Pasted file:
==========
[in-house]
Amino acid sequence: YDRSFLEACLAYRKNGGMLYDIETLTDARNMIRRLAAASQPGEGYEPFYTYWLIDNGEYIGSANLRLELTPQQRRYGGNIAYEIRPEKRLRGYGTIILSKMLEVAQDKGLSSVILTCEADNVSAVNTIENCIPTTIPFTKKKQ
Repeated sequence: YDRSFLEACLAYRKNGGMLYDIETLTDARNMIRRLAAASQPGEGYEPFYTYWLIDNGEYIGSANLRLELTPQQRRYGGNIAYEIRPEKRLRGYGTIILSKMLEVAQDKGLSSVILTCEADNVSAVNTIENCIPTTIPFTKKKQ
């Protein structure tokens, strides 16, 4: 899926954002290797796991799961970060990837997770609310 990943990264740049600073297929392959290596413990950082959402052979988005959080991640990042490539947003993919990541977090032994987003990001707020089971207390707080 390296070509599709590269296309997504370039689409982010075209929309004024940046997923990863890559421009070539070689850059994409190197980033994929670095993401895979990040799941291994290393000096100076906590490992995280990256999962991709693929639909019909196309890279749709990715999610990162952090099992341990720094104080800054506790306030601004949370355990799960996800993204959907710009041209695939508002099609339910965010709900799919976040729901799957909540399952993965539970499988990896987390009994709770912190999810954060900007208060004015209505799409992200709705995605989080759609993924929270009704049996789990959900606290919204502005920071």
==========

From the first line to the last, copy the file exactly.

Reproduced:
[in-house]
Amino acid sequence: YDRSFLEACLAYRKNGGMLYDIETLTDARNMIRRLAAASQPGEGYEPFYTYWLIDNGEYIGSANLRLELTPQQRRYGGNIAYEIRPEKRLRGYGTIILSKMLEVAQDKGLSSVILTCEADNVSAVNTIENCIPTTIPFTKKKQ
Repeated sequence: YDRSFLEACLAYRKNGGMLYDIETLTDARNMIRRLAAASQPGEGYEPFYTYWLIDNGEYIGSANLRLELTPQQRRYGGNIAYEIRPEKRLRGYGTIILSKMLEVAQDKGLSSVILTCEADNVSAVNTIENCIPTTIPFTKKKQ
């Protein structure tokens, strides 16, 4: 899926954002290797796991799961970060990837997770609310 990943990264740049600073297929392959290596413990950082959402052979988005959080991640990042490539947003993919990541977090032994987003990001707020089971207390707080 390296070509599709590269296309997504370039689409982010075209929309004024940046997923990863890559421009070539070689850059994409190197980033994929670095993401895979990040799941291994290393000096100076906590490992995280990256999962991709693929639909019909196309890279749709990715999610990162952090099992341990720094104080800054506790306030601004949370355990799960996800993204959907710009041209695939508002099609339910965010709900799919976040729901799957909540399952993965539970499988990896987390009994709770912190999810954060900007208060004015209505799409992200709705995605989080759609993924929270009704049996789990959900606290919204502005920071």